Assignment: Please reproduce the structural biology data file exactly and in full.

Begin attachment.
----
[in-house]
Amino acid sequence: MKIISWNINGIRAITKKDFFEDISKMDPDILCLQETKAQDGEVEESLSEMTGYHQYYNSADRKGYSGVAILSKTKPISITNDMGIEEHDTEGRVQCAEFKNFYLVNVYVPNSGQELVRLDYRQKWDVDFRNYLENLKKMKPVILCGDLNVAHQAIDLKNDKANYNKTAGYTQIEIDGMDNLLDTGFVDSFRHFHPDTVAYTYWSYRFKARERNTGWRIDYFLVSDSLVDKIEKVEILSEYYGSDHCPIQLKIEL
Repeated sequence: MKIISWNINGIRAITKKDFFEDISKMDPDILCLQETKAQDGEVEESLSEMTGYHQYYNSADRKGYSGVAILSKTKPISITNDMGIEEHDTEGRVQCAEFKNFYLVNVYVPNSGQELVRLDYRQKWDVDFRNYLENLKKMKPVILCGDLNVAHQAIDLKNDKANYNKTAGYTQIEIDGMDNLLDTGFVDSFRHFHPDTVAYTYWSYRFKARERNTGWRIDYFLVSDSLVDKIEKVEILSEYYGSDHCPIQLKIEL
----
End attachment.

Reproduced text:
[in-house]
Amino acid sequence: MKIISWNINGIRAITKKDFFEDISKMDPDILCLQETKAQDGEVEESLSEMTGYHQYYNSADRKGYSGVAILSKTKPISITNDMGIEEHDTEGRVQCAEFKNFYLVNVYVPNSGQELVRLDYRQKWDVDFRNYLENLKKMKPVILCGDLNVAHQAIDLKNDKANYNKTAGYTQIEIDGMDNLLDTGFVDSFRHFHPDTVAYTYWSYRFKARERNTGWRIDYFLVSDSLVDKIEKVEILSEYYGSDHCPIQLKIEL
Repeated sequence: MKIISWNINGIRAITKKDFFEDISKMDPDILCLQETKAQDGEVEESLSEMTGYHQYYNSADRKGYSGVAILSKTKPISITNDMGIEEHDTEGRVQCAEFKNFYLVNVYVPNSGQELVRLDYRQKWDVDFRNYLENLKKMKPVILCGDLNVAHQAIDLKNDKANYNKTAGYTQIEIDGMDNLLDTGFVDSFRHFHPDTVAYTYWSYRFKARERNTGWRIDYFLVSDSLVDKIEKVEILSEYYGSDHCPIQLKIEL